This New Rechargeable Battery Won’t Explode or Catch Fire

It’s inexpensive, long-lasting, and most importantly, it’s safe to use.

Rechargeable Battery

These days, majority of electronic devices including cellphones, tablets, laptops and even cars are powered by a type of battery known as Lithium-Ion (Li-Ion). While this type of battery is quite powerful, it’s got a major problem since it’s sort of a fire risk. In fact, some owners of the famous exploding Samsung Galaxy Note 7 are well aware of this aspect. So it is this kind of risk that has been driving researchers to find alternative ways to make better and safer batteries. And one of the most feasible ones is a zinc-nickel battery.

Zinc is an ideal battery material because it’s cheap, widely available, and it has features that are quite electrochemically favorable. A zinc battery will be considerably safer since it uses water-based electrolytes instead of flammable, organic ones like those used in standard Li-Ion batteries. The downside, however, is this: the use of aqueous electrolytes causes the battery to rapidly fail.

Every time the battery is recharged, the zinc atoms pile up on one of the electrodes, causing the formation of dendrites (conductive wire-like structures) that can multiply quickly, damaging the separator between the electrodes. When this happens, the dendrites connect the positive and negative terminals, thus short-circuiting the battery. And this is why zinc is only good for single-use batteries. Until now.

According to scientists in the U.S. Naval Research Laboratory (NRL) Chemistry Division, they have come up with a way to work around this issue, so a zinc battery can become rechargeable rather than disposable. Instead of conventional pressed powder electrodes, they made use of zinc electrodes with a spongelike structure. To make the zinc sponge, they prepared an emulsion of oil and water, added zinc powder to it, heated it, then let the mixture dry overnight until it solidified.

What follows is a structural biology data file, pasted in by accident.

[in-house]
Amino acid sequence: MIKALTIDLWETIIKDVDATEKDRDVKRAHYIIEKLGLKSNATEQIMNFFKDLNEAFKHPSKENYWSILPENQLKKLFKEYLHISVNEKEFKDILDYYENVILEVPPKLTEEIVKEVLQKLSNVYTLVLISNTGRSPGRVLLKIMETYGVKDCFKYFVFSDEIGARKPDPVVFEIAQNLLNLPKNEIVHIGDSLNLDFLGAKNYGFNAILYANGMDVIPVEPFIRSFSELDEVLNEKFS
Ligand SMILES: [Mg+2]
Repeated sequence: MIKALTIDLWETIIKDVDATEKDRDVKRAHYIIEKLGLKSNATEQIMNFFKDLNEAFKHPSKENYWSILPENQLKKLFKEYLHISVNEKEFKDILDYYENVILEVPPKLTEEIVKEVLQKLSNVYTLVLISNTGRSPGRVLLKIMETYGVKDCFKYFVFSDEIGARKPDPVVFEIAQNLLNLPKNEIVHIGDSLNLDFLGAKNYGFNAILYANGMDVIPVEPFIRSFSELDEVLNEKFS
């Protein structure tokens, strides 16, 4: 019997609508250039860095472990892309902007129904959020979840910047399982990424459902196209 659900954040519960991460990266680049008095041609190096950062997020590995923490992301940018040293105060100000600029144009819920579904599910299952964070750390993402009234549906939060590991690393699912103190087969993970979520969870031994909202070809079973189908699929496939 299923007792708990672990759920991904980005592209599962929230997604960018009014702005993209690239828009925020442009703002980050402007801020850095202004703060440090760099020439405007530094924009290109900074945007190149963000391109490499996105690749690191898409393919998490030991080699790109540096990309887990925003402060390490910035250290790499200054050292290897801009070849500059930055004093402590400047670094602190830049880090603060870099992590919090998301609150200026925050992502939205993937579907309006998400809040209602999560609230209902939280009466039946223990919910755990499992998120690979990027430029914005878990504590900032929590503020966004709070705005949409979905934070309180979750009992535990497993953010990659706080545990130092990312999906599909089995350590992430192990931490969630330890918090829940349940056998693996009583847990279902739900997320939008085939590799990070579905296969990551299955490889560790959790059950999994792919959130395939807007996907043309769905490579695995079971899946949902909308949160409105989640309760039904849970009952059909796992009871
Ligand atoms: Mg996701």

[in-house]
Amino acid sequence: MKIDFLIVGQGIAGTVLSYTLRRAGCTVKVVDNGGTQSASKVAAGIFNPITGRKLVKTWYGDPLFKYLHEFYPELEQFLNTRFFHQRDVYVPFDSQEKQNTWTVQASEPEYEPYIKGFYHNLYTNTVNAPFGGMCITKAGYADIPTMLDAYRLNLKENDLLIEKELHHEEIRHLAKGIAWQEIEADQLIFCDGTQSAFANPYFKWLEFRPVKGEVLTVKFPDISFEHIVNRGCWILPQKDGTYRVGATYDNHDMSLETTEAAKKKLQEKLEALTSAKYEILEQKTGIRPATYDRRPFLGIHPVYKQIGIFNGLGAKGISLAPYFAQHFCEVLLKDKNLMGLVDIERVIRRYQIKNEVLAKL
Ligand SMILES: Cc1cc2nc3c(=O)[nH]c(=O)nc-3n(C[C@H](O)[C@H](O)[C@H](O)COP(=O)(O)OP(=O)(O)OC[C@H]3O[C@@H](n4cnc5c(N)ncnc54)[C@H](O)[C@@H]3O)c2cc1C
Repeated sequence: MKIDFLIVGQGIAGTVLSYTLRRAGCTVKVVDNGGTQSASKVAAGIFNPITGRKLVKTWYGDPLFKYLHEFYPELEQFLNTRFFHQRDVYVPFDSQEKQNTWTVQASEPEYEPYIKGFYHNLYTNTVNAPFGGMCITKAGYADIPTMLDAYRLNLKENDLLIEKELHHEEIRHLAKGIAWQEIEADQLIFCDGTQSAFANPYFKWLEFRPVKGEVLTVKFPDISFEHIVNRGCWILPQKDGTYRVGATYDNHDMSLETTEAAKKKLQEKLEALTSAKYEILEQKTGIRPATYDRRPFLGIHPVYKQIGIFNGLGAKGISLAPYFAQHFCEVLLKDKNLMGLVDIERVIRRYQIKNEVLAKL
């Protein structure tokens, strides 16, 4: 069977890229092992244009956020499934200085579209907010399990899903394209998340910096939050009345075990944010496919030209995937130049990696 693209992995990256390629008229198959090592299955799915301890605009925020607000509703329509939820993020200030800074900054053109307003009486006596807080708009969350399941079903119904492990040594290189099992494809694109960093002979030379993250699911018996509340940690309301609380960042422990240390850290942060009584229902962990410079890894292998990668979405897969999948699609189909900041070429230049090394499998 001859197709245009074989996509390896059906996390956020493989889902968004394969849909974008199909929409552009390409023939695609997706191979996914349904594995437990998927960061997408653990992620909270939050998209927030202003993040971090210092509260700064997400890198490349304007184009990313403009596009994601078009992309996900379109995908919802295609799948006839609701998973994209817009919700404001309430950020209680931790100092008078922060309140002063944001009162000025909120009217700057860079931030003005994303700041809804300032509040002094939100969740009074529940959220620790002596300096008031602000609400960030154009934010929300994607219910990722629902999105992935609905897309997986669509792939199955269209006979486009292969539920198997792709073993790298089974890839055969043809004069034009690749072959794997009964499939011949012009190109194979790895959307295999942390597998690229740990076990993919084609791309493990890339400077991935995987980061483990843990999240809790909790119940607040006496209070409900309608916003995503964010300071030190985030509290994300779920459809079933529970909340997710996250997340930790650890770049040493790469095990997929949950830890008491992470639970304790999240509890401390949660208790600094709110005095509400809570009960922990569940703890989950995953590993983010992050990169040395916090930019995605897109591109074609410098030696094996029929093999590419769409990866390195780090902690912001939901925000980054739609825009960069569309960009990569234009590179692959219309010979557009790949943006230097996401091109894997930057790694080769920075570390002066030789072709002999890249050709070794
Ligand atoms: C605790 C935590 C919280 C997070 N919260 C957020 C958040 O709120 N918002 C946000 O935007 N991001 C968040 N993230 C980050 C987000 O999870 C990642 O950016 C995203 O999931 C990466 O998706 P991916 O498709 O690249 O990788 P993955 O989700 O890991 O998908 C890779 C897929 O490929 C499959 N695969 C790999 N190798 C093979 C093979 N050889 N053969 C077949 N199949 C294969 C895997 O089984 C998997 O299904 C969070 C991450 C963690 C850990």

With the zinc electrodes now contained in a spongelike form, the zinc metal oxidizes more uniformly during discharge, distributing current more evenly, thereby preventing the formation of dendrites. Aside from resulting in an extended battery life, the power generated was quite impressive as well.

Specifically, the team says their nickel-zinc battery can run for over 100 charge and discharge cycles when designed to provide the equivalent amount of power that a Li-Ion battery can supply. And when designed for use in hybrid vehicles wherein a small amount of power is discharged then immediately recharged, their battery could complete more than 50,000 cycles.

Recognizing the promising potential of their zinc battery as a viable replacement for Li-Ion batteries because it’s cheaper to make and safer to use, the team has now licensed their invention to EnZinc Inc. — a California-based startup company whose work is focused on developing batteries for consumer electronic devices, electric bikes, hybrid cars and wearables. If they manage to perfect the technology, our problem with flaming and exploding batteries will be over.

As explained by one of the study’s lead authors, Dr. Jeffrey Long, in a press release: “We can now offer an energy-relevant alternative, from drop-in replacements for lithium-ion to new opportunities in portable and wearable power, and manned and unmanned electric vehicles, while reducing safety hazards, easing transportation restrictions, and using earth-abundant materials.”

The study was recently published in the journal Science.

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